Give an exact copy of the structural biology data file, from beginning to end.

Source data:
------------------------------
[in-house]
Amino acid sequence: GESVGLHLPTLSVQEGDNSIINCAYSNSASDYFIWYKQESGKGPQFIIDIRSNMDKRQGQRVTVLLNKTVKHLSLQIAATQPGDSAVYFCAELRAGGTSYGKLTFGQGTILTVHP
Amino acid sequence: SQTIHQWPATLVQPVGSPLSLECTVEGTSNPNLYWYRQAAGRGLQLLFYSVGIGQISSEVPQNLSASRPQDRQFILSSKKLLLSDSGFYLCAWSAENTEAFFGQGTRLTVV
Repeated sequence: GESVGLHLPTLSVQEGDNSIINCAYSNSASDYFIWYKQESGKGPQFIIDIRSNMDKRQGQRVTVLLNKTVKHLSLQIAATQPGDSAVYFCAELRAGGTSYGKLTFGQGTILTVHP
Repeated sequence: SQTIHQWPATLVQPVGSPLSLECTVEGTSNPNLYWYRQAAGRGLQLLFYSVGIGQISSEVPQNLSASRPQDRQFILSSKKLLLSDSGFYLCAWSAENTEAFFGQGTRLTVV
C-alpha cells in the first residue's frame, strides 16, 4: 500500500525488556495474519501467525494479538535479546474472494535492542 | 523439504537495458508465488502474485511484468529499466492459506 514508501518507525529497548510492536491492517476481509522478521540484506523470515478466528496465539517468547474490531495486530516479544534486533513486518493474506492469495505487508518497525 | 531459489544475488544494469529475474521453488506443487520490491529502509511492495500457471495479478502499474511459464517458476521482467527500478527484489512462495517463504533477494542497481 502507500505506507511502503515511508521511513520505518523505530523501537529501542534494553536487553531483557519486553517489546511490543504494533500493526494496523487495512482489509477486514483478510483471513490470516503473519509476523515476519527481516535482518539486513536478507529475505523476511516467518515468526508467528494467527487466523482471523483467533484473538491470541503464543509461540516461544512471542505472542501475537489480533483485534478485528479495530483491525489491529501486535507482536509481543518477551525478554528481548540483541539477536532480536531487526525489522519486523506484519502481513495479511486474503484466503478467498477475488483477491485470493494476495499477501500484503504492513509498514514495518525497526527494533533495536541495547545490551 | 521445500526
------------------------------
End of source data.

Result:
[in-house]
Amino acid sequence: GESVGLHLPTLSVQEGDNSIINCAYSNSASDYFIWYKQESGKGPQFIIDIRSNMDKRQGQRVTVLLNKTVKHLSLQIAATQPGDSAVYFCAELRAGGTSYGKLTFGQGTILTVHP
Amino acid sequence: SQTIHQWPATLVQPVGSPLSLECTVEGTSNPNLYWYRQAAGRGLQLLFYSVGIGQISSEVPQNLSASRPQDRQFILSSKKLLLSDSGFYLCAWSAENTEAFFGQGTRLTVV
Repeated sequence: GESVGLHLPTLSVQEGDNSIINCAYSNSASDYFIWYKQESGKGPQFIIDIRSNMDKRQGQRVTVLLNKTVKHLSLQIAATQPGDSAVYFCAELRAGGTSYGKLTFGQGTILTVHP
Repeated sequence: SQTIHQWPATLVQPVGSPLSLECTVEGTSNPNLYWYRQAAGRGLQLLFYSVGIGQISSEVPQNLSASRPQDRQFILSSKKLLLSDSGFYLCAWSAENTEAFFGQGTRLTVV
C-alpha cells in the first residue's frame, strides 16, 4: 500500500525488556495474519501467525494479538535479546474472494535492542 | 523439504537495458508465488502474485511484468529499466492459506 514508501518507525529497548510492536491492517476481509522478521540484506523470515478466528496465539517468547474490531495486530516479544534486533513486518493474506492469495505487508518497525 | 531459489544475488544494469529475474521453488506443487520490491529502509511492495500457471495479478502499474511459464517458476521482467527500478527484489512462495517463504533477494542497481 502507500505506507511502503515511508521511513520505518523505530523501537529501542534494553536487553531483557519486553517489546511490543504494533500493526494496523487495512482489509477486514483478510483471513490470516503473519509476523515476519527481516535482518539486513536478507529475505523476511516467518515468526508467528494467527487466523482471523483467533484473538491470541503464543509461540516461544512471542505472542501475537489480533483485534478485528479495530483491525489491529501486535507482536509481543518477551525478554528481548540483541539477536532480536531487526525489522519486523506484519502481513495479511486474503484466503478467498477475488483477491485470493494476495499477501500484503504492513509498514514495518525497526527494533533495536541495547545490551 | 521445500526